Amazon has announced that their new Kindle Fire tablet will be offering mapping capabilities through a deal with Nokia, who are now one of the world’s largest mapping companies following an acquisition of Navteq back in 2007. This may have come as a surprise to those that were expecting their latest tablet to come with Google Maps.
It seems that Google Maps have fallen out of favour with phone manufacturers, as this news comes not long after Apple Inc. announced their intentions to remove the Google Maps application and instead replace it with their own mapping software when version six of the Apple operating system is released later this year. The move by Apple also saw them sign a deal with TomTom NV to provide them with a global license for both its map content and related information which will be used to provide the service.
The move by Amazon is no great surprise, as they acquired UpNext back in July, a company specialising in the three dimensional mapping of cities and sporting venues in a bid to bring mapping capabilities in house. In the meantime though a partnership with the Finnish company Nokia will see them become the mapping provider on the new Kindle Fire which is thought to be released any day now. Amazon’s link with both of these companies indicates that navigation, location based applications and local search tools must be in the pipeline for this and subsequent product launches; a separate rumour has also speculated that the tablet will have a GPS microchip built in, just like the Google Nexus 7 tablet or will otherwise use Wi-Fi triangulation in order to provide these services.
In just nine months, the Kindle Fire has achieved around a twenty two per cent market share of tablet sales in the United States, which means that over one in five of every tablet sold is the Kindle Fire. The Amazon tablet uses the Google Android operating system but does not come with Google Maps as a preinstalled application. For any Kindle owners that do want to use this software, it can be accessed through a web interface. The Kindle Fire has reigned supreme as one of, if not the best budget tablets on the market, costing just $199 when launched which is less than half the price of the cheapest iPad. This position though has been threatened by the arrival of tablets including the Google Nexus 7 and it will be interesting to see if Apple does in fact launch the rumoured iPad mini to also be able to gain a slice of the small tablet market.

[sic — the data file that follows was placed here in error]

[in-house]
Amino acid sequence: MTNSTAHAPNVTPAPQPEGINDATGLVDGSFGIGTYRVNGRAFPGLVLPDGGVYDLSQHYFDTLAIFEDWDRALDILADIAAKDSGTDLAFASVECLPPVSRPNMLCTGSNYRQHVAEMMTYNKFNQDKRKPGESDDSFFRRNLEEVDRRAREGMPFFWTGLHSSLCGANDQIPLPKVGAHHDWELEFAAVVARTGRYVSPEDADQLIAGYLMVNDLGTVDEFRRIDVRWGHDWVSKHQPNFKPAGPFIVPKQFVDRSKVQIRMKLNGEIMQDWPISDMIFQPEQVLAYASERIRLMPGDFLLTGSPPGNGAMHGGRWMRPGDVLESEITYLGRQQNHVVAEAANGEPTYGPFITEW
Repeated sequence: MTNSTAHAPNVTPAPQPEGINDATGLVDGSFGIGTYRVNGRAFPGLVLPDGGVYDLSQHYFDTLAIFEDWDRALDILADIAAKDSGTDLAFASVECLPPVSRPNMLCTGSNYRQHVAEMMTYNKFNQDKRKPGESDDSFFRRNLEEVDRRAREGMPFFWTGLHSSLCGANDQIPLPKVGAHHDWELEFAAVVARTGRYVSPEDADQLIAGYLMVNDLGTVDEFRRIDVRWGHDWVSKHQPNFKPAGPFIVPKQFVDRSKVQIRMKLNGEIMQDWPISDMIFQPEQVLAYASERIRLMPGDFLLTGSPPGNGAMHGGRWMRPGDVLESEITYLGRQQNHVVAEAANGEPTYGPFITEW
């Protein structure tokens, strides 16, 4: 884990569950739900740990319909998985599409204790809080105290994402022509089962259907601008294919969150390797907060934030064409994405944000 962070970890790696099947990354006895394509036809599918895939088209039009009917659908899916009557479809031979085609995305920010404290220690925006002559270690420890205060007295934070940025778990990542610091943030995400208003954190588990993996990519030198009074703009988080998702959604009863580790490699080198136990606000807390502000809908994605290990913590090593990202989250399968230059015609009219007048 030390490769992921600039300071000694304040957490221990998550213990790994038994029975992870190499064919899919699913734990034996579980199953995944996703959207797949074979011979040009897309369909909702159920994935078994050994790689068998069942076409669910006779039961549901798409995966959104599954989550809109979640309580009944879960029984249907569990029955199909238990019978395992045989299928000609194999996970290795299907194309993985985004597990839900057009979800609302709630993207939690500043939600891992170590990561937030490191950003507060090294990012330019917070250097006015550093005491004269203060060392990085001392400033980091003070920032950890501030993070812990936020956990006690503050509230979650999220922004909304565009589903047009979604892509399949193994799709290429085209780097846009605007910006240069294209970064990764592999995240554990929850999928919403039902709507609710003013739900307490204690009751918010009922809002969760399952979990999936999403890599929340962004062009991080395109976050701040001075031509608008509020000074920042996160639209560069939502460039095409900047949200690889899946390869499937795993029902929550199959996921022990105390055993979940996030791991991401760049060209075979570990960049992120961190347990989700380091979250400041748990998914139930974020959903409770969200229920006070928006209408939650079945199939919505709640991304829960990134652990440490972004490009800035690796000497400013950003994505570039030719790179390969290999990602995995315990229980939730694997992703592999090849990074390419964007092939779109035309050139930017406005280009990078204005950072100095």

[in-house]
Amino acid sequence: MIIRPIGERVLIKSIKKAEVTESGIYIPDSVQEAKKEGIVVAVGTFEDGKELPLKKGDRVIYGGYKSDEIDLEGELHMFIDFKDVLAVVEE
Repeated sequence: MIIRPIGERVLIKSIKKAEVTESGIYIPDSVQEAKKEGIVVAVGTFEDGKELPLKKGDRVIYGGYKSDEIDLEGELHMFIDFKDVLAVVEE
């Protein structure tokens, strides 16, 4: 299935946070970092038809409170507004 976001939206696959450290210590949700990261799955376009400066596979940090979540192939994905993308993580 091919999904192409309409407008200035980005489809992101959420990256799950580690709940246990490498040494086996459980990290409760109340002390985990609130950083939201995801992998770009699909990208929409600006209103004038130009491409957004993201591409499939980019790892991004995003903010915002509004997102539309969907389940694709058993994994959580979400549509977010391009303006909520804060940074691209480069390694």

The Kindle Fire tablet provides its users with access to a whole world of digital media which is accessed by Amazon Silk; the revolutionary cloud-accelerated web browser. It has a bright and vibrant colour touchscreen which provides you with an extra-wide viewing angle. The tablet has a powerful dual-core processor for fast downloads, along with free cloud storage for Amazon content, freeing up your internal memory for storing other media and with over twenty million magazines, books, music tracks, films and television programmes as well as thousands of apps and games, there’ll always be something to keep you entertained.
The huge success of the Kindle Fire is win-win for the world’s largest retailer, Amazon as not only do they make the sales revenue from the tablets, but the tablets then drive sales of Amazons digital media as consumers purchase and download not just music but ebooks and so much more. Amazons success with the 7-inch tablet has also led many industry commentators to speculate that they’ll soon launch a larger tablet to compete with the likes of both the iPad and the Galaxy Note, both of which have a large consumer following.